Having never held authorities in high regard, the whole school thing with “one right answer”, and worse – only the correct procedure to get to that answer has been a challenge. So the idea of interesting wrong answers has always had great appeal. I understand that when you are trying to get 25 sixth graders to “solve” the math problems on the state’s high stakes test, you get to that point any way you can. If it works well enough, don’t spend any extra time or energy dealing with any of the other perfectly valid ways to get the “right” answer. Just do it this way. It works.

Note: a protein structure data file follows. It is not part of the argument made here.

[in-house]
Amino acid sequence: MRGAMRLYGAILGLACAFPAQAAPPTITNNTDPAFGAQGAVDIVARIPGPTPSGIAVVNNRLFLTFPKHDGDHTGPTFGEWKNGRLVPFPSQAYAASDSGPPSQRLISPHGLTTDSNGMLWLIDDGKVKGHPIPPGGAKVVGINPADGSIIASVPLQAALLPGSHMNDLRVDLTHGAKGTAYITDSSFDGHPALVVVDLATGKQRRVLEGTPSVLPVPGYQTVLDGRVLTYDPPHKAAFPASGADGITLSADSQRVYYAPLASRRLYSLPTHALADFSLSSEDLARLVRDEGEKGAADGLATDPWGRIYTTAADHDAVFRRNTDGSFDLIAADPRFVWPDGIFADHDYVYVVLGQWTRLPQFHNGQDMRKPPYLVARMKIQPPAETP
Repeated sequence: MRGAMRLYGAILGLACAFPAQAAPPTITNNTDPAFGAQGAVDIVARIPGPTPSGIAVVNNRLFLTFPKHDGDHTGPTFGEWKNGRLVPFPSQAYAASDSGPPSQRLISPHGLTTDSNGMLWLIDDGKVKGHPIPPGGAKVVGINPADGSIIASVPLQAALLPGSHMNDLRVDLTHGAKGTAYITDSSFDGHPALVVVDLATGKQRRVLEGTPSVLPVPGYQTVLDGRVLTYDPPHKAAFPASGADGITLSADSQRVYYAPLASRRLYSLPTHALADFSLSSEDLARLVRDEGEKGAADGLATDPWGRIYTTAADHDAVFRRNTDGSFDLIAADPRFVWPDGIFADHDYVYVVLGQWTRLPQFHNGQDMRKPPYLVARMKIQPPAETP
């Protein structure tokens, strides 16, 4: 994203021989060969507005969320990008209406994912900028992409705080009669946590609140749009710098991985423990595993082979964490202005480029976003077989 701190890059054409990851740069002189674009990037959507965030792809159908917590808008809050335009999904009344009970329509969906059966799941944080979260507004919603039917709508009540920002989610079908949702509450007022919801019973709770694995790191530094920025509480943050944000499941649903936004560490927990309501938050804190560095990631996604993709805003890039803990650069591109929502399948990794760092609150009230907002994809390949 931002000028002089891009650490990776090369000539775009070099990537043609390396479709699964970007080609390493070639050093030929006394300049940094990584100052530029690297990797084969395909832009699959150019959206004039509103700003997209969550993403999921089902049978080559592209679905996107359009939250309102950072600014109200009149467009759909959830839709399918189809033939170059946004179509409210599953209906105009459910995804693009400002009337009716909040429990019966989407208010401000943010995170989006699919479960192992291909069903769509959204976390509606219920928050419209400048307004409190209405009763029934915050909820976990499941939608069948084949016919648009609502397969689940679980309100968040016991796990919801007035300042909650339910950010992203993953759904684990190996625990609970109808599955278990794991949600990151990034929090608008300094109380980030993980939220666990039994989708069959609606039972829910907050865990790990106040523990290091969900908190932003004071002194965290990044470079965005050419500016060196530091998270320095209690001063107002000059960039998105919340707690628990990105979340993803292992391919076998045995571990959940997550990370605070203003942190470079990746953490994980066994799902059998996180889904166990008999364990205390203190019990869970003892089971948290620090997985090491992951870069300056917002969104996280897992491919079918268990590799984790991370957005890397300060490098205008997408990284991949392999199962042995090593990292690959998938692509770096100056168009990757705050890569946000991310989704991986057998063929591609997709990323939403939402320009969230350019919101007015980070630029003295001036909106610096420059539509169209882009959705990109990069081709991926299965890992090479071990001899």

Getting to talk about interesting wrong answers is very liberating. It isn’t for everyone. It is usually messy and confusing with seeming contradictions. It may introduce concepts that are beyond the scope of the current simplified model. How much is enough to get the general idea across without going down a rat hole and losing those who “got it”? This is the art of teaching and facilitating learning.